That the State has broken faith with the prisoner in permitting him to escape punishment on compliance with the condition will not stand the test of analysis. Broken faith implies the pre-existence of an obligation. An obligation cannot be created by an unauthorized judicial act.

In view of all of which the prisoner should be remanded and it is so ordered. Woodson, C.J., and Ragland and David E.Blair, JJ., concur; James T. Blair, J., concurs in the result;White, J., not sitting; Graves, J., stands on his opinion now on file.

In this cause there was, on August 9th, filed an application for leave to file an amended return by the Warden of the Penitentiary. This was through the Attorney-General. By order entered of record on August 14, 1923, the prayer of the foregoing and mentioned application was granted and leave given to file such amended return. To this action of the court in granting such leave and making the order therefor, I dissented and took leave to file an opinion giving the reasons for such dissent. In pursuance of such leave to file opinion I am now assigning my reasons for my dissent.

Further facts of record should be stated. Petitioner, on July 23, 1923, filed his petition and application for a writ ofhabeas corpus. July 26, 1923, a date for a hearing of the cause was fixed, and July 31st was the date fixed for such hearing. On July 31st said cause was heard, argued and submitted for opinion. When the order *Page 679 granting leave to file an amended return and thus change the issues theretofore made there were in fact two prepared opinions in the case. One opinion remanding the prisoner, and the other dissenting from such opinion.

I dissent because:

1. No notice to petitioner or his counsel was given of such application for leave to file an amended return.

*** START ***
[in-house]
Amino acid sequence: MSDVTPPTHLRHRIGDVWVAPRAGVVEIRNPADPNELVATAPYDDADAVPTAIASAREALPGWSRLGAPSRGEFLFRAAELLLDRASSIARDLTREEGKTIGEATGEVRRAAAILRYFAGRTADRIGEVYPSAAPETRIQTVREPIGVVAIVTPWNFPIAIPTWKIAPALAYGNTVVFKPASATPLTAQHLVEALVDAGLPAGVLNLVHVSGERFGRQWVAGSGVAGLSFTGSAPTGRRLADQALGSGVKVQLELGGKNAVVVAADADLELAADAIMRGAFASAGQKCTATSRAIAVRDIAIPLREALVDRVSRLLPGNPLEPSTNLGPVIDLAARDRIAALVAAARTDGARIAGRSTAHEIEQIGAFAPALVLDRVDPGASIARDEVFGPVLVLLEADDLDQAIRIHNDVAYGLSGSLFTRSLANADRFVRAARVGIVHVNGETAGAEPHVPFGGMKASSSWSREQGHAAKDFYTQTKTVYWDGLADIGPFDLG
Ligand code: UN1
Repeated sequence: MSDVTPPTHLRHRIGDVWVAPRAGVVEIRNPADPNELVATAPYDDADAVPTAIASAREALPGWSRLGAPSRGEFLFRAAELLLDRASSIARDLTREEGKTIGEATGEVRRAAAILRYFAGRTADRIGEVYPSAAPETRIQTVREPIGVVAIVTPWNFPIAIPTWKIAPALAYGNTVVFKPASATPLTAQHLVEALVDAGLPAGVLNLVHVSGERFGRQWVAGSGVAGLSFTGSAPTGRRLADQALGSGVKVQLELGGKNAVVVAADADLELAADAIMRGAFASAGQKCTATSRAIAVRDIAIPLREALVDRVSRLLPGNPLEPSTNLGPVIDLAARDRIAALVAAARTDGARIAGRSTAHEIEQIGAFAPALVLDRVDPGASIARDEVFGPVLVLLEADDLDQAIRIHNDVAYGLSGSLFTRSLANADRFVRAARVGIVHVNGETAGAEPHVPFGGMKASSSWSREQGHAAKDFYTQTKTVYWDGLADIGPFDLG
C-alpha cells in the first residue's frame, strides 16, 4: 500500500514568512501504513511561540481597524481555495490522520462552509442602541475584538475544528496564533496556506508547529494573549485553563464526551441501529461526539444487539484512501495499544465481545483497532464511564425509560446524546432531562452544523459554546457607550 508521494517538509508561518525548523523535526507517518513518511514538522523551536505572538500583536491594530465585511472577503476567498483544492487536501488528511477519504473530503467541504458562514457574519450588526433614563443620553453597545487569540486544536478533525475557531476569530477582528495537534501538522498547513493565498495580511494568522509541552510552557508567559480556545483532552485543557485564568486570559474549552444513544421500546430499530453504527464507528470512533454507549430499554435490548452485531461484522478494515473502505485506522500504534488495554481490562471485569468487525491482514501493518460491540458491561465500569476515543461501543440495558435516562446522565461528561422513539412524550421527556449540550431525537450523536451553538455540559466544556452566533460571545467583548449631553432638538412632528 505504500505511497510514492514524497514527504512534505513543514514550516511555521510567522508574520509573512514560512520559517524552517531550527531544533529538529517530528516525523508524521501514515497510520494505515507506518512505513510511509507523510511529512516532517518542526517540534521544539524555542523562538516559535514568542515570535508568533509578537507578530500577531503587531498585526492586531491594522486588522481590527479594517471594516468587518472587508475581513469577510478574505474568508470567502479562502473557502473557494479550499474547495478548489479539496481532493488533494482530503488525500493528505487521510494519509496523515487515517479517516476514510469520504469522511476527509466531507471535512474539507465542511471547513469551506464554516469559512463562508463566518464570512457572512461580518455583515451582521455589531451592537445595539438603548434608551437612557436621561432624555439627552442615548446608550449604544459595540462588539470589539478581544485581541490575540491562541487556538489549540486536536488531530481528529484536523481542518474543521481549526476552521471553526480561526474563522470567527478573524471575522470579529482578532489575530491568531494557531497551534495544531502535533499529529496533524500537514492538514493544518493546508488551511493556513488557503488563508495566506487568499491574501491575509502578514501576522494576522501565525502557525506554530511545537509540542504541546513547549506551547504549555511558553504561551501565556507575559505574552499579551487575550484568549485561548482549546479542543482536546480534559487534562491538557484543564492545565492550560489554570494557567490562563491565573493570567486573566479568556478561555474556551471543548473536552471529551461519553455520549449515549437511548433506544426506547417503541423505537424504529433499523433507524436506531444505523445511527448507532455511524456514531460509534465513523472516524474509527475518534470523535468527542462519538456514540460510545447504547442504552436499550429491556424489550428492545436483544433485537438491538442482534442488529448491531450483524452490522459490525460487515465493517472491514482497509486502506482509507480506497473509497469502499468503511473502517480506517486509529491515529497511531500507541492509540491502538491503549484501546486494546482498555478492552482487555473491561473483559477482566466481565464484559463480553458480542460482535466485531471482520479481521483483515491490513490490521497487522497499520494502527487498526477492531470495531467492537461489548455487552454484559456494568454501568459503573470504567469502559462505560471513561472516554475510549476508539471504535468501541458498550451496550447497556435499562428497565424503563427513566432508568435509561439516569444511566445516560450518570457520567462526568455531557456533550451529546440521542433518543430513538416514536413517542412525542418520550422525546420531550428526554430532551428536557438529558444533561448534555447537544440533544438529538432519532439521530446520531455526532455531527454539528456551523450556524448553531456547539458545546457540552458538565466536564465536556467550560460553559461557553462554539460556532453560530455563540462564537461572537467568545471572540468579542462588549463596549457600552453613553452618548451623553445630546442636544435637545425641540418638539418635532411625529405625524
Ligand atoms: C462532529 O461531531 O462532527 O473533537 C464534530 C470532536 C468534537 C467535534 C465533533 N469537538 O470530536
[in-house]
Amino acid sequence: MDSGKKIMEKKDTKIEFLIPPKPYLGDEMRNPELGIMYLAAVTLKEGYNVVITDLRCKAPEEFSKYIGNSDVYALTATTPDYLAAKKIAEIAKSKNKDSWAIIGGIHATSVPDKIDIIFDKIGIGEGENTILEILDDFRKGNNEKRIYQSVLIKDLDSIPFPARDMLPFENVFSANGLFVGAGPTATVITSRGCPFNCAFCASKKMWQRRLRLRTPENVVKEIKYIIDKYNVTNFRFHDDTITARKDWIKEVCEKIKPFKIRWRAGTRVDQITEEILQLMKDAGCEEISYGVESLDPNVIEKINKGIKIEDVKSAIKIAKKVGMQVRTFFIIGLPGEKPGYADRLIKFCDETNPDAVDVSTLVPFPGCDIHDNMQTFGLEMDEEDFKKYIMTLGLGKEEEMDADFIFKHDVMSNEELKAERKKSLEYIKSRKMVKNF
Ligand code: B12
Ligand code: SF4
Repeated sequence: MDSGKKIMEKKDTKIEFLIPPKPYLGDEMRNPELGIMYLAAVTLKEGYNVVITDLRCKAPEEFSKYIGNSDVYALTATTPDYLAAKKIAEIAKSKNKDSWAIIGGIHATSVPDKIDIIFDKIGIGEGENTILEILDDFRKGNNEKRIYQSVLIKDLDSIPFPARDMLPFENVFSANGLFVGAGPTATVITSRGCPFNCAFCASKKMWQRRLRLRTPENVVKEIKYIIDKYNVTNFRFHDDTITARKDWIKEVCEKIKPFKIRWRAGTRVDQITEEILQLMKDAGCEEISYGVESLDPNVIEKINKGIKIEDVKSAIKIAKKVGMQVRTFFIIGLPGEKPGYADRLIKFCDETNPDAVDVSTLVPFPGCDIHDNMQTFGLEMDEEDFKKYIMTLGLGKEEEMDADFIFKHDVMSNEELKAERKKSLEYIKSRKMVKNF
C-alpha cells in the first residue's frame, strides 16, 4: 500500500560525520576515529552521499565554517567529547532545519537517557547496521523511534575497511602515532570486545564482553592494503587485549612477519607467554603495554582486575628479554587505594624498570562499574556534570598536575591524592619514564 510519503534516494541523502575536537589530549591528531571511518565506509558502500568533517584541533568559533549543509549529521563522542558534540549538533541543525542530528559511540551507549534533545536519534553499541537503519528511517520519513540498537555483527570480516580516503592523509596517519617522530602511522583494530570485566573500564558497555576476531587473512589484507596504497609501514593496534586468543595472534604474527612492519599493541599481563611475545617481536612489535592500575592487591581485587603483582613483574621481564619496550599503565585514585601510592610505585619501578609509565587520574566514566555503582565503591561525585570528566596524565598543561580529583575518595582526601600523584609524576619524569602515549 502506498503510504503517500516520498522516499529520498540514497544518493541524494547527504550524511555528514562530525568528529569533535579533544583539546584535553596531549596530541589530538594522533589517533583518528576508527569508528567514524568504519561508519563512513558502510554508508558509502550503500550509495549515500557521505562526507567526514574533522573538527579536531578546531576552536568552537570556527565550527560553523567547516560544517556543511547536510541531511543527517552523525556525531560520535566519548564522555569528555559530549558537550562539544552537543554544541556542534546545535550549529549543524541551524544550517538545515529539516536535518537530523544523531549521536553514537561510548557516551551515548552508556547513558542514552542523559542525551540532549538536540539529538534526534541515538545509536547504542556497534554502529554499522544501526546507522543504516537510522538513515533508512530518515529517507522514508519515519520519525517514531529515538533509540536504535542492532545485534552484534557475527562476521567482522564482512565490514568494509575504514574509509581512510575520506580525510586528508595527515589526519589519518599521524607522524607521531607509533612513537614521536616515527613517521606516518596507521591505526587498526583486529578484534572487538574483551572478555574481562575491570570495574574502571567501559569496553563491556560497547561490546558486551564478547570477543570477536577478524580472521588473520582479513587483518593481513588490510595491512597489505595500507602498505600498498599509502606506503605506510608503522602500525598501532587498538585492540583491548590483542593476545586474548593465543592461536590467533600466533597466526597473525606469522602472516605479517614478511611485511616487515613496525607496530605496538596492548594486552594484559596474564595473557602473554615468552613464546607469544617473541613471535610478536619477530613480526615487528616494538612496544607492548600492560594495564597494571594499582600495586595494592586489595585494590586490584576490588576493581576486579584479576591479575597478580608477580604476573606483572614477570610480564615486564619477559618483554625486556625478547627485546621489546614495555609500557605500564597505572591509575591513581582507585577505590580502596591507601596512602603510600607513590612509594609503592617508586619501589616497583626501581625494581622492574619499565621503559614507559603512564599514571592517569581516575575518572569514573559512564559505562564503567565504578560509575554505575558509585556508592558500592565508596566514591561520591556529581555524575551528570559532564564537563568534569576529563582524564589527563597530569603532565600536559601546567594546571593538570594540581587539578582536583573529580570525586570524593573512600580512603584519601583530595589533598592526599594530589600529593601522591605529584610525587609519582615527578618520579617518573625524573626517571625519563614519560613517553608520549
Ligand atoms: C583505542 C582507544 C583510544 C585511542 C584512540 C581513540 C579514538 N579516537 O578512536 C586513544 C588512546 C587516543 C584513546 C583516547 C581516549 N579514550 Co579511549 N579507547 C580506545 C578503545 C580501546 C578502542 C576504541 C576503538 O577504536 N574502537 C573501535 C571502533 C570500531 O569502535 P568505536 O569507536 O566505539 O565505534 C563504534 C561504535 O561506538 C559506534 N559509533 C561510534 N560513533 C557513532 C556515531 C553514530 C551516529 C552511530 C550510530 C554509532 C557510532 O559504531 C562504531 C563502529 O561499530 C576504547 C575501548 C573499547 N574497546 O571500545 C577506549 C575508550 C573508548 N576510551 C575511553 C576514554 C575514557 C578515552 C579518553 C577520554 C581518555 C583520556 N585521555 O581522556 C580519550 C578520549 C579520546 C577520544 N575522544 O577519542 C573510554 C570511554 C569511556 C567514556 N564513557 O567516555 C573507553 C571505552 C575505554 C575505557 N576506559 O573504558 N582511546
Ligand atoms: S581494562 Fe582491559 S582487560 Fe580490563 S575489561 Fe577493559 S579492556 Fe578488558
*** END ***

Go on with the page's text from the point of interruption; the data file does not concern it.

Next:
2. The amended return, tendered with the application for leave to file, charges the issues in the case, and this after the issues had been made and the cause submitted.

3. No order allowing the change of issues can or should be made after a cause has been heard and submitted.

4. The order of submission (upon full issues theretofore made by the pleadings) stands now in full force and until such order of submission is set aside, no change in the issues in the case can be made.

5. If it be said that the order allowing a change of the issues amounts to a setting aside of the submission, then in such case the cause stands here for a hearing and a new submission, and stands as if no hearing and submission had ever been heretofore had.

6. It is a dangerous practice to allow changes in issues after a submission of a cause, if in fact it can be done at all. In our judgment when once the issues are closed and the cause submitted, no change of the pleadings and issues can be made. If they can, then every time a lawyer discovers some oversight (after submission of his cause) he can ask to change his pleadings to cure this oversight. Of course we are speaking of original proceedings here.

I shall not elaborate upon the foregoing reasons. They speak for themselves. I therefore dissent to the order granting leave to file the amended return. *Page 680

After the foregoing opinion was prepared the Warden of the Penitentiary requested and was granted leave to file an amended return. This he has done, setting up the fact that he holds the petitioner under a commitment issued upon the original judgment rendered against the latter. To the action of the court in granting permission to file the amended return, Graves, J., dissented in a separate opinion.